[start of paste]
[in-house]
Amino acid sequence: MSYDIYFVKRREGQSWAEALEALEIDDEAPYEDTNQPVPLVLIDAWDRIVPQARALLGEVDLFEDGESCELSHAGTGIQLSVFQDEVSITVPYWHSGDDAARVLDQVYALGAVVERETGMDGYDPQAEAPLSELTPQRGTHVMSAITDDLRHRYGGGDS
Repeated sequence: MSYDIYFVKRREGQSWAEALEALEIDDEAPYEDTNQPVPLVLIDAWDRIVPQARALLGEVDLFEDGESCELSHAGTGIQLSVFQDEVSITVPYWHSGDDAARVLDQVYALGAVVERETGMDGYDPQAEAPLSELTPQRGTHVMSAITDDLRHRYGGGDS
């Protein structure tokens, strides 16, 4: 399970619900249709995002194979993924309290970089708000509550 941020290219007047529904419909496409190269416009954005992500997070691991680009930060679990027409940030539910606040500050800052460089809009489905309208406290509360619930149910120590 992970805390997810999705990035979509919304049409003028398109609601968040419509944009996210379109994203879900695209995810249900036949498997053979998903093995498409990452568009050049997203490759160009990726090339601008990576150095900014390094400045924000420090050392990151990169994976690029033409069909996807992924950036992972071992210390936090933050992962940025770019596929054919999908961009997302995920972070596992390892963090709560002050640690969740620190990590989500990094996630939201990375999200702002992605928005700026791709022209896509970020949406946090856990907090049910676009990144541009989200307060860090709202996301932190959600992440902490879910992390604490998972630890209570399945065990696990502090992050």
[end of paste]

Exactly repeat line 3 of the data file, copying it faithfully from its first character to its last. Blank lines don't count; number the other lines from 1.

Repeated sequence: MSYDIYFVKRREGQSWAEALEALEIDDEAPYEDTNQPVPLVLIDAWDRIVPQARALLGEVDLFEDGESCELSHAGTGIQLSVFQDEVSITVPYWHSGDDAARVLDQVYALGAVVERETGMDGYDPQAEAPLSELTPQRGTHVMSAITDDLRHRYGGGDS